Some of the Byron Bay sightings (within 100km) are in locations of bush which are maybe 20 km long, 8km wide and bounded by the sea and the country’s largest highway… It seem very very very unlikely to me that the thylacine could maintain a breeding population there unnoticed for 200 years – well at least as long as the highway has been there.

    Does anyone have links to hard data from BIOCLIM relating to thylacines? Or a map showing sighting locations, and density (ie larger dot on the map equals higher number of sightings – or more recent sightings, etc)…

    If the comments section of a single cryptomundo post is the wrong spot for this discussion, let’s pick it up in an appropriate forum.. I don’t mean to hijack the comments by getting so off topic… but then, maybe the blogsters here are happy to see such dialogue occuring?


  13. youcantryreachingme responds:

    The first link in this article (to Mike Williams) links to the website Alien Nation.
    There is an article there suggesting the sighting might have been a farmer’s dog.

  14. Ruby Lang responds:

    Actually that would be STRANGE Nation…I believe Alien Nation was a rather bad TV serial about, well, aliens πŸ™‚
    Re: quolls – in the Blue Mountains of NSW the tiger quoll (the larger and more aggressive of the two) is alive and well, albeit endangered. Anyone who owns chickens can no doubt relate a story of losing a few to the ferocious native cats. There’s also a guy breeding the eastern quolls in Lithgow, NSW – not sure if it’s with a view to releasing them. I’m sure there are a few still running around the place. I almost hit one in the car when I was down in Tassie a few years back – it was the first time I had ever seen one in the flesh and I remember thinking at the time how comical they looked with their white polka dot spots πŸ™‚

  15. youcantryreachingme responds:

    yes – corrected – STRANGE nation, not alien!

    Ditto the Tassie/car/Eastern Quoll experience. I know about the breeding program in Lithgow, but as far as I know, the Eastern Quoll is considered extinct on mainland. (Which is not to say it necessarily is, of course!)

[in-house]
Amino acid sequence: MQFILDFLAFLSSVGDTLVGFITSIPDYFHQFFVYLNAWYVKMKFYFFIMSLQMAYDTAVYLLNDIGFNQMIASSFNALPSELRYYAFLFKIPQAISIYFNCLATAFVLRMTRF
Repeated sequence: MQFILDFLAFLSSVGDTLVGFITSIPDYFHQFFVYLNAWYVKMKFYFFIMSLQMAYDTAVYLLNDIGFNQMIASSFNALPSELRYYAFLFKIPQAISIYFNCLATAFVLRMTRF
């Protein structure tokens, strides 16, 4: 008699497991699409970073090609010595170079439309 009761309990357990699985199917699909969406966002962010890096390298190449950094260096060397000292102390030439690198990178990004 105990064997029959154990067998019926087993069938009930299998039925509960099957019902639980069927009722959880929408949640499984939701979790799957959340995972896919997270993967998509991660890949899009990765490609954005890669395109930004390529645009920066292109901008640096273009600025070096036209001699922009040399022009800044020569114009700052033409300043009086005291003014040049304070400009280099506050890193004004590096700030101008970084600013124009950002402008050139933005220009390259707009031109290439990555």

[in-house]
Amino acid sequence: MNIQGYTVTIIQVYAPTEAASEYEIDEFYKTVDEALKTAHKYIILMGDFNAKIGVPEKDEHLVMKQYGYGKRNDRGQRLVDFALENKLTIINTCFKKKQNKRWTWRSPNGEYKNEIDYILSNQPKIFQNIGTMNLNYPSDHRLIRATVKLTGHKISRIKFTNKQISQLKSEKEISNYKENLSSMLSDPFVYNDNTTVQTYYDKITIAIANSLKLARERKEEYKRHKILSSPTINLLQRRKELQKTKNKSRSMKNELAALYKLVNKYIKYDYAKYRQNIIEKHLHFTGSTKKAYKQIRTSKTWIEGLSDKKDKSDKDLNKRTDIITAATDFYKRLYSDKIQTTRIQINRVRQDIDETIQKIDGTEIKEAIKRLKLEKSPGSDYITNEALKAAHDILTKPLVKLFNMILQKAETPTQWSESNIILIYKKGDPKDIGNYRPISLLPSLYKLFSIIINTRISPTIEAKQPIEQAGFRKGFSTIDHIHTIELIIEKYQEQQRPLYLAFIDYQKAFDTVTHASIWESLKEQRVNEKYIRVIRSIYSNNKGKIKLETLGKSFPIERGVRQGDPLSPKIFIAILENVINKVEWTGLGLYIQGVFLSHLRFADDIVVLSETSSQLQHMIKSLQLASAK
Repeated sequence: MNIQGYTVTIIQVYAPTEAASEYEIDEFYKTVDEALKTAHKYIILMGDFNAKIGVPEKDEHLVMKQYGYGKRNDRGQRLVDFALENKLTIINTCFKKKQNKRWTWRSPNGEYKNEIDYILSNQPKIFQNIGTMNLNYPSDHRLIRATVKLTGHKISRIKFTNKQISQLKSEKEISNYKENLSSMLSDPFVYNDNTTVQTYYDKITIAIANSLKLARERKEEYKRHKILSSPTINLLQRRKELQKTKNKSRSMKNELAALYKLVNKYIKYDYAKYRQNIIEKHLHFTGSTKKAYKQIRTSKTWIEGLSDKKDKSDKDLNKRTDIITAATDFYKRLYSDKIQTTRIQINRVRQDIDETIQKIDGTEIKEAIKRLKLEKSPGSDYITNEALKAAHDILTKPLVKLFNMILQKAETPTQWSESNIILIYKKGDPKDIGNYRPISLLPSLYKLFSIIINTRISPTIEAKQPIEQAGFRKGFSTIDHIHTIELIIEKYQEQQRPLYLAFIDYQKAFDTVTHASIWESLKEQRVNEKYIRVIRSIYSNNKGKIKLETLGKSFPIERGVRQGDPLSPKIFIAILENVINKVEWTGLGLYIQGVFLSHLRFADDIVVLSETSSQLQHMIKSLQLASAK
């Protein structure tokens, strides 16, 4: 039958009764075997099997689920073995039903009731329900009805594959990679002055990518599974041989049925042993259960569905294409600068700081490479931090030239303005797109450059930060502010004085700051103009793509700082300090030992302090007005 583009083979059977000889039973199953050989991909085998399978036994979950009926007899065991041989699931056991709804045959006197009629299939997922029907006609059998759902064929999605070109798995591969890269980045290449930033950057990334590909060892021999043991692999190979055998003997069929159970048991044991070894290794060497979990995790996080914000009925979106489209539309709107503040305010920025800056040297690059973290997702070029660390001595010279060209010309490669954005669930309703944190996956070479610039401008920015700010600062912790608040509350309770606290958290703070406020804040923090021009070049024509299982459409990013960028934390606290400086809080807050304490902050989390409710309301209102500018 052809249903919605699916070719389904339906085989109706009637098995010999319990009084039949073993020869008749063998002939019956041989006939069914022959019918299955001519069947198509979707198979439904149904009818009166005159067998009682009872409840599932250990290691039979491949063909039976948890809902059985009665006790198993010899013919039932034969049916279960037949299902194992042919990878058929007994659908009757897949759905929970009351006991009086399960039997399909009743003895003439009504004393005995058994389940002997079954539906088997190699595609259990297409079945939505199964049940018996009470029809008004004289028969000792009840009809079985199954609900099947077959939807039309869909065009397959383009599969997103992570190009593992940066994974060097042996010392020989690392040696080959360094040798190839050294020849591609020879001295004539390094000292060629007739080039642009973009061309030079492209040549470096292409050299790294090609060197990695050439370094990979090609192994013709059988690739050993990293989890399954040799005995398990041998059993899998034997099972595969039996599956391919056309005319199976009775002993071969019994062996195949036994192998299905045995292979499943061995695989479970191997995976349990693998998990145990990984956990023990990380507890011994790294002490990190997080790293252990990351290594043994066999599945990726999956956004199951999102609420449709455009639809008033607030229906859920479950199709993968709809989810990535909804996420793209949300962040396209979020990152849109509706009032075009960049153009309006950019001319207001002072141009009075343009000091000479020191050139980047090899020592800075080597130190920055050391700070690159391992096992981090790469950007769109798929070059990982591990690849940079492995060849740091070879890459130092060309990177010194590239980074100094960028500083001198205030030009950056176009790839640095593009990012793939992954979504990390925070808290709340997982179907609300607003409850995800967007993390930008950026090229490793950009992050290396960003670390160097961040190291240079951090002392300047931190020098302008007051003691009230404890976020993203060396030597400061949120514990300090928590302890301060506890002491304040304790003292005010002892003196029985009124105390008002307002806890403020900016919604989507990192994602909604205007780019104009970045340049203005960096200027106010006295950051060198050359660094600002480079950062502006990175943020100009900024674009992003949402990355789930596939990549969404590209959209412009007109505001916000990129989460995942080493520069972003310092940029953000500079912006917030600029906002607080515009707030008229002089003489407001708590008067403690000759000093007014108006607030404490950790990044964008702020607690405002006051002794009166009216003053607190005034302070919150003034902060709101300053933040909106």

16. CryptoInformant responds:

    Anyone else in here an ecological and paleontological info storage type person? You know, someone who knows alot about it.

    Thylacoleo was(is?) larger than the thylacine, or at least the modern species. There were several species of thylacine, the current one being one of the comparative midgets. The largest was about 20 ft and had a different body form.

    Nowhere near 80% has been axed, and, with a more environmentally conscious world, the continued existance of much of our biodiversity is assured.

    Until I can get a better site, my crypto blog is located at, and is titled CryptoInformant_007.

  17. youcantryreachingme responds:

    CryptoInformant (16) asks if anyone else is “an ecological and paleontological info storage type person” before commenting on the 80% forest axing referred to in my previous comment (12) which I described as “not quoting real figures”.

    I only hope s/he didn’t have me in mind!

    Nevertheless, the response is a good one – and a challange at that; what indeed was in my mind when I had this vague notion that 80 – 95% of various types of habitat had been destroyed?

    A quick search of the Australian Government website for the Department of Agriculture, Fisheries and Forestry produces the following observation from the “Land cover change in Australia” report (2000) (

    “Clearing and extensive thinning of woody vegetation have meant that by the 1980s only five percent of the continent remained forested, and the area of woodland had decreased from 21 to 14 percent.”

    So, quite correctly, not 95% of the woodland has been cleared – only about 33%, but on the other hand, only 5% of the continent remains forested – so I guess pre European colonisation would have the continent with about 7% woodland cover.

    My guess is I fell victim to some political campaign at some point, which presented the statistics in such a way as to say “only 5% of our country remains forested” – gasp.

    Thank you for helping me set this record straight for the general viewing public at!


  18. Rich responds:

    I saw an animal last night, that I believe to be a Thylacine, out from Mullumbimby. Whom do I talk with to lodge the details.

  19. Craig Woolheater responds:

    I have forwarded your information to Mike Williams, Ruby Lang and Paul Cropper.

  20. Chinagirl responds:

    Rich–can you tell us more about your sighting? Anything you could post here would be great. These recent sightings continue to keep hope high that the thylacine is still alive and thriving.

  21. CryptoInformant responds:

    Uh # 17? He, definitely a he. And you’re welcome. I actually thought that you meant that 80% of the world’s forests had been axed at first, and am glad it has been cleared up.

  22. youcantryreachingme responds:

    ditto! πŸ˜€